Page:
are of the same order. In fact, it possible to weaken the condition using the notion of effective rank (Koltchinskii and Lounici, 2017); however, this greatly complicates the analysis, and we do not pursue this here. Alternatively, Corollary 9 also holds without the condition but under the stronger dimensionality restriction ; this then allows for an arbitrary covariance matrix .

To better understand the influence of the covariance structure, consider, for , the covariance matrix

which has diagonal entries and off-diagonal entries . The parameter controls the pairwise spatial dependence; moreover, and . By Theorem 7, we have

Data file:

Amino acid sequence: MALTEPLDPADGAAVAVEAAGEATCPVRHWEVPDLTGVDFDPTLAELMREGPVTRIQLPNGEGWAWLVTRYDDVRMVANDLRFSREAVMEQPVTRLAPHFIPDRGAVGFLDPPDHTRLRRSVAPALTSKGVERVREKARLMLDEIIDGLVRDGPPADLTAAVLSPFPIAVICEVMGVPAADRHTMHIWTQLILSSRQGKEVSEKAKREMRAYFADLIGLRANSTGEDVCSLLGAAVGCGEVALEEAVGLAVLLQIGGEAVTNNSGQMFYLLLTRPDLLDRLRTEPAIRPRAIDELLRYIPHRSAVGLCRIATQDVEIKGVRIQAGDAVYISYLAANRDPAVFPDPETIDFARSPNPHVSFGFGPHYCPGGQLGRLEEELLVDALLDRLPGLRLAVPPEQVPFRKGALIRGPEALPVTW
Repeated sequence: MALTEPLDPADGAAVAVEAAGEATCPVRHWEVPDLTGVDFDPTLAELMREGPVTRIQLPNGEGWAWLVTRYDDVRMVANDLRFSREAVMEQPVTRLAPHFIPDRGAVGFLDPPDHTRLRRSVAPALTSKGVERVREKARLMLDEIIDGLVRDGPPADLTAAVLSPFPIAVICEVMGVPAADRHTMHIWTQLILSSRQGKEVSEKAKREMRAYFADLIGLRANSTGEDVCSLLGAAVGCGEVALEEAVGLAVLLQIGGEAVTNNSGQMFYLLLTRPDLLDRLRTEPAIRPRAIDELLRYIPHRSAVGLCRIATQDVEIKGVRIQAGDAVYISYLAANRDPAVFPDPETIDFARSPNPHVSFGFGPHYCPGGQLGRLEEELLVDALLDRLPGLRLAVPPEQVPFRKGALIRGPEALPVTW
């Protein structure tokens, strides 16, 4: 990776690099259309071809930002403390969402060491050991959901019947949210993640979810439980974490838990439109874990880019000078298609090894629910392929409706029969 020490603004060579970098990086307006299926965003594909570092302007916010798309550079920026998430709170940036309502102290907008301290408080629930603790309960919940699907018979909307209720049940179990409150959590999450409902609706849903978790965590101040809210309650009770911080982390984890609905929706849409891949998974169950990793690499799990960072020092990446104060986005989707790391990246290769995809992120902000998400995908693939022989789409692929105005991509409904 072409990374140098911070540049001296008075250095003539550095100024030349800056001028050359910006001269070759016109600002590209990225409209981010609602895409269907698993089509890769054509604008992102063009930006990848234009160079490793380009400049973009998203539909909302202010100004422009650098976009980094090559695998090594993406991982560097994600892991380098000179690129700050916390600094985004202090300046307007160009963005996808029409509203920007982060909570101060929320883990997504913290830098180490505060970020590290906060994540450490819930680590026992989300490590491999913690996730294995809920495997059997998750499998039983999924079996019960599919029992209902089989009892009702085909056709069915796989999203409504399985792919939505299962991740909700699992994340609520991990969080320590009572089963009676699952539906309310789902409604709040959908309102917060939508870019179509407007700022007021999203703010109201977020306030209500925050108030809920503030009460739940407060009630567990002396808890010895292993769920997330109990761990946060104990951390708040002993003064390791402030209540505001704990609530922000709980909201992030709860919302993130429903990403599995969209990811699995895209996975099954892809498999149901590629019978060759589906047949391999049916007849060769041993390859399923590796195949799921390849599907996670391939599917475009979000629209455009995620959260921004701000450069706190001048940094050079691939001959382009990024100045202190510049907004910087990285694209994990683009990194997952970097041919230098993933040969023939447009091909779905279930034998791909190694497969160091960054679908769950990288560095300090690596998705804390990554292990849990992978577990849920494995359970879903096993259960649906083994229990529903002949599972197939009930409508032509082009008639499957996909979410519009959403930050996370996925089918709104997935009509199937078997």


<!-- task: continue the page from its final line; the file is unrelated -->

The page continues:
(13)

Thus the spatial dependence significantly increases the difficulty of the testing problem. In particular, if is of a constant order, then the minimax rate is , which is much larger than the rate (11) for .

However, the increased difficulty of testing in this example is just one part of the story. When we consider the sparsity factor , the influence of the covariance structure can be the other way around. To illustrate this interesting phenomenon, we discuss a situation where is small. Since , we have that for , where . Hence

(14)

where . When there is no changepoint, we have , so for all . When there is a changepoint between and , we have . In either case, then, we can estimate by . This motivates a new statistic, defined by

(15)

To construct a scalar summary of , we define the functions for and, for , set

(16)

Note that when . The use of a positive in (16) is to tolerate the error of as an estimator of . The new testing procedure is then